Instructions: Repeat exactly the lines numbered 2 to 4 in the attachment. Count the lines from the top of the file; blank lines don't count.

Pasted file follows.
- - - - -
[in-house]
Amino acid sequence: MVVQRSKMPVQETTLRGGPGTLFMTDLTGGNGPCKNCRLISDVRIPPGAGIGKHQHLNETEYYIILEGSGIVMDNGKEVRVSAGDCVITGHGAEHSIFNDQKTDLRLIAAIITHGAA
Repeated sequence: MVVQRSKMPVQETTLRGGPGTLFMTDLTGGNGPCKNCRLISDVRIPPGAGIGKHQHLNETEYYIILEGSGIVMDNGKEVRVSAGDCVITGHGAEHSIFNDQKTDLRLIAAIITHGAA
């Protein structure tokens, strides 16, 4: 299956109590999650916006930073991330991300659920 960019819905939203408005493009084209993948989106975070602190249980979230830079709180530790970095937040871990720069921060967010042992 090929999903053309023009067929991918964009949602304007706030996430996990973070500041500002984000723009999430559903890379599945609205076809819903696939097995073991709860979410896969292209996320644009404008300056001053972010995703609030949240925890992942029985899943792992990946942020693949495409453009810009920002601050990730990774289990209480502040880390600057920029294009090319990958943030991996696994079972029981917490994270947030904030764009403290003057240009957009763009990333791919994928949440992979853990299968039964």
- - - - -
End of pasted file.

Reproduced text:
Amino acid sequence: MVVQRSKMPVQETTLRGGPGTLFMTDLTGGNGPCKNCRLISDVRIPPGAGIGKHQHLNETEYYIILEGSGIVMDNGKEVRVSAGDCVITGHGAEHSIFNDQKTDLRLIAAIITHGAA
Repeated sequence: MVVQRSKMPVQETTLRGGPGTLFMTDLTGGNGPCKNCRLISDVRIPPGAGIGKHQHLNETEYYIILEGSGIVMDNGKEVRVSAGDCVITGHGAEHSIFNDQKTDLRLIAAIITHGAA
């Protein structure tokens, strides 16, 4: 299956109590999650916006930073991330991300659920 960019819905939203408005493009084209993948989106975070602190249980979230830079709180530790970095937040871990720069921060967010042992 090929999903053309023009067929991918964009949602304007706030996430996990973070500041500002984000723009999430559903890379599945609205076809819903696939097995073991709860979410896969292209996320644009404008300056001053972010995703609030949240925890992942029985899943792992990946942020693949495409453009810009920002601050990730990774289990209480502040880390600057920029294009090319990958943030991996696994079972029981917490994270947030904030764009403290003057240009957009763009990333791919994928949440992979853990299968039964």